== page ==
Laser-cut Hinges (a.k.a. kerf hinge, living hinge)
Designing a pattern to allow flexibility in a rigid material can take a lot of trial and error. However, with a bit of persistence, as well as an understanding of a few rules, you can turn a solid sheet of plywood into a flexible work of art.
There are a number of constraints that will affect whether or not your design will work. After a lot of attempts, I have tried to codify the rules that seem to govern how to make a strong, functional hinge in plywood. I used 3 mm thick birch plywood - thicker material will need more material removed, and thinner stock should be fine with less taken out.
Step 1: Make the Long Axis of the Repeat Unit Perpendicular to the Axis of Bending
When you pick a 'repeat unit', you need to orient it correctly. The long axis of that unit (green) needs to be perpendicular to the way that you want the hinge to bend (red).
Step 2: My First Attempt
This was one of my first attempts, using a leaf shape for a ‘fall themed’ project. Although the shape is somewhat elongated, there is too much material between the repeating units, especially in a diagonal direction. This results in a piece that is actually very rigid. As you can see, it failed at multiple points when it was flexed.
Step 3: Figure Out Your 'Repeat Unit' Spacing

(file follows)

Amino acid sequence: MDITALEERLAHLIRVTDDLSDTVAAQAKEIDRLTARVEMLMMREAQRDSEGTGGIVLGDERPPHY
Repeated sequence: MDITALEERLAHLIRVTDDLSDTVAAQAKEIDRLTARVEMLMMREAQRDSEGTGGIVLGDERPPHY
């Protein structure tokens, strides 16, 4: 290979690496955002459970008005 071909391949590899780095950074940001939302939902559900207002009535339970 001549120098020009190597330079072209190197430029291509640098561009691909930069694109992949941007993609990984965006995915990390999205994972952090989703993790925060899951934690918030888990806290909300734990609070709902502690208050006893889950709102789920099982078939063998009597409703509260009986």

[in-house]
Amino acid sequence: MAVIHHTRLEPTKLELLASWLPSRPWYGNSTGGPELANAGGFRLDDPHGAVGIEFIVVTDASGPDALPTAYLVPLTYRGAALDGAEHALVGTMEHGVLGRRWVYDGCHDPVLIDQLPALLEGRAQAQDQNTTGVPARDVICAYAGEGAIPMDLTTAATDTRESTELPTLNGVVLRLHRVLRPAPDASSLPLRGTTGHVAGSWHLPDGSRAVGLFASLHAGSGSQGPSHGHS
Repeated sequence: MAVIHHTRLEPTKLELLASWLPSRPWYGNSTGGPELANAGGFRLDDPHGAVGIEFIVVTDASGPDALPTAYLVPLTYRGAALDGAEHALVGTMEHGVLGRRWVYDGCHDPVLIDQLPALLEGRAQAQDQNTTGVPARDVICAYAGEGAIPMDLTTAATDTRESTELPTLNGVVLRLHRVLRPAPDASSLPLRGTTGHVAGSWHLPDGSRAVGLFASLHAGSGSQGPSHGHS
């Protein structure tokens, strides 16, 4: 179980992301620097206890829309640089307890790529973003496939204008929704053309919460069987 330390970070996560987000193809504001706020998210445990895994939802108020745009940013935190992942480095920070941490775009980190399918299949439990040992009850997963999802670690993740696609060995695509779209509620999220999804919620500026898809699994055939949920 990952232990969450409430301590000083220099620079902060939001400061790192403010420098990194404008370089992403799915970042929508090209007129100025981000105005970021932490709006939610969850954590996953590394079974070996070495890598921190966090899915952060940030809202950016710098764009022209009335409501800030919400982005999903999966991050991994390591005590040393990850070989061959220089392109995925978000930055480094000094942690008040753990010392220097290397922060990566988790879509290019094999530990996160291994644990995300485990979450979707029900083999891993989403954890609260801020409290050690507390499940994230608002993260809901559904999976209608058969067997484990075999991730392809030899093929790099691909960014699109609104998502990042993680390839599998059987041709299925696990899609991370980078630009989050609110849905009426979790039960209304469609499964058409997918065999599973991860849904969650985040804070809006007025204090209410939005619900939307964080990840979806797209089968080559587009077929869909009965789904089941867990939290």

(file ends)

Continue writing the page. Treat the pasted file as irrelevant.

You need to have enough space between your repeats. Too close in either the horizontal or vertical direction will result in a design that will fail as soon as it is flexed, or even fall apart as you try to remove it from your laser.
The spacing is a function of both the material and the laser - you will need to do some test cuts to find the right combination of speed, power, and pattern spacing to get something that works for you.
Step 4: My Revised Spacing
This is about my third attempt. While more flexible, the near-contact points at the leaf tips and at some of the leaf petioles resulted in a very brittle hinge, that failed very easily.
Step 5: Yet Another Revision
This is approaching a workable design - it fixes the horizontal and vertical spacing somewhat, and addresses some thoughts that I developed later (see the next steps).
Additionally, I found that leaving more material at the outside edges, the top and bottom of the hinge, made for a stronger piece. When the hinge flexes, the inside edge can touch along the sections that remain, and seems to act like an arch, more effectively distributing the bending forces.
Step 6: Final Version
This is a close up shot of the final spacing tests. Notice that the space between the tips is slightly larger, as well as between the leaf petioles.
Step 7: So You Have Something That Flexes - Now What?
The amount of curvature is a function of both the amount of material removed and the number of repeats ‘wide’.
The more material that is removed, the more gaps there are available for flexing.
This version, with a bit more material removed, will flex more.
Step 8: Hinge 'width'
The more 'repeats' that you have, the greater the length available to spread out the bend, and the more robust the hinge will be. The wider example here will be able to flex farther, and also survive more cycling than the narrower one.
Step 9: How Tall Should It Be?
It also turns out that you need enough height to distribute the bending load as well. A very short hinge seems to fail more easily than a longer one.